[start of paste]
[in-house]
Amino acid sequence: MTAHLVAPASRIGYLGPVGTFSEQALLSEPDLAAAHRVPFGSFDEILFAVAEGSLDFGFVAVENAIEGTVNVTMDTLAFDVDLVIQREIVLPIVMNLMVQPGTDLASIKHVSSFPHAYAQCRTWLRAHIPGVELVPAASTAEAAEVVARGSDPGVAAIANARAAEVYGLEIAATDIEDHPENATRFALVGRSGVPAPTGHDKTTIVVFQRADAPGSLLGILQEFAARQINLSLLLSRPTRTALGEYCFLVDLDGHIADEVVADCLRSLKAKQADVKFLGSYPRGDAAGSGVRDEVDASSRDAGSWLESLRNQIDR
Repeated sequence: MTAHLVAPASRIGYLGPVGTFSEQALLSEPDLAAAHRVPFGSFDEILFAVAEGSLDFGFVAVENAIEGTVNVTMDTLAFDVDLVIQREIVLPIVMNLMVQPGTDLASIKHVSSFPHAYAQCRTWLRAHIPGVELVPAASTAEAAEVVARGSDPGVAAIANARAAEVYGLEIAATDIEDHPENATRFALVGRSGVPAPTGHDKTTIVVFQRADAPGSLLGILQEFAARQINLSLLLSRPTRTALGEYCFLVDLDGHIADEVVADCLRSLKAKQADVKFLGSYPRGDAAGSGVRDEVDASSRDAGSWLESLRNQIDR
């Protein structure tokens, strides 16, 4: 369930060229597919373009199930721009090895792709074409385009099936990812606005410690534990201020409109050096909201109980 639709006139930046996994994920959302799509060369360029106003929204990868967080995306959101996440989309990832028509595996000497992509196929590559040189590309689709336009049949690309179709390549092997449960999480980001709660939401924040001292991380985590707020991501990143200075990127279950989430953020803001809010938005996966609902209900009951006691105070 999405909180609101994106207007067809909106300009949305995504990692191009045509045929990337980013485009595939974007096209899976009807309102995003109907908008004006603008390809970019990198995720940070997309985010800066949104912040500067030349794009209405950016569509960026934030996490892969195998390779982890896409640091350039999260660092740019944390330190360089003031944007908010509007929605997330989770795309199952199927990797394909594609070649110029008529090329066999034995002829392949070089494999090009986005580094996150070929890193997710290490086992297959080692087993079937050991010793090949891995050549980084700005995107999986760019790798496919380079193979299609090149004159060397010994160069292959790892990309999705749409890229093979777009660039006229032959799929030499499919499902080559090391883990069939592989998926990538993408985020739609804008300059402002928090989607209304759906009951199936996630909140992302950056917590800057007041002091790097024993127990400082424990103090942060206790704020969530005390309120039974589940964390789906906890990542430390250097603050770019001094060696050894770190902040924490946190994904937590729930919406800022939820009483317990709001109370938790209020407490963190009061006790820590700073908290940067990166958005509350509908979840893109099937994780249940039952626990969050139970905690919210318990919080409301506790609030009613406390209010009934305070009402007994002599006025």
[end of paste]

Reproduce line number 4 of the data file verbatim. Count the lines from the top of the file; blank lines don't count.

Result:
């Protein structure tokens, strides 16, 4: 369930060229597919373009199930721009090895792709074409385009099936990812606005410690534990201020409109050096909201109980 639709006139930046996994994920959302799509060369360029106003929204990868967080995306959101996440989309990832028509595996000497992509196929590559040189590309689709336009049949690309179709390549092997449960999480980001709660939401924040001292991380985590707020991501990143200075990127279950989430953020803001809010938005996966609902209900009951006691105070 999405909180609101994106207007067809909106300009949305995504990692191009045509045929990337980013485009595939974007096209899976009807309102995003109907908008004006603008390809970019990198995720940070997309985010800066949104912040500067030349794009209405950016569509960026934030996490892969195998390779982890896409640091350039999260660092740019944390330190360089003031944007908010509007929605997330989770795309199952199927990797394909594609070649110029008529090329066999034995002829392949070089494999090009986005580094996150070929890193997710290490086992297959080692087993079937050991010793090949891995050549980084700005995107999986760019790798496919380079193979299609090149004159060397010994160069292959790892990309999705749409890229093979777009660039006229032959799929030499499919499902080559090391883990069939592989998926990538993408985020739609804008300059402002928090989607209304759906009951199936996630909140992302950056917590800057007041002091790097024993127990400082424990103090942060206790704020969530005390309120039974589940964390789906906890990542430390250097603050770019001094060696050894770190902040924490946190994904937590729930919406800022939820009483317990709001109370938790209020407490963190009061006790820590700073908290940067990166958005509350509908979840893109099937994780249940039952626990969050139970905690919210318990919080409301506790609030009613406390209010009934305070009402007994002599006025």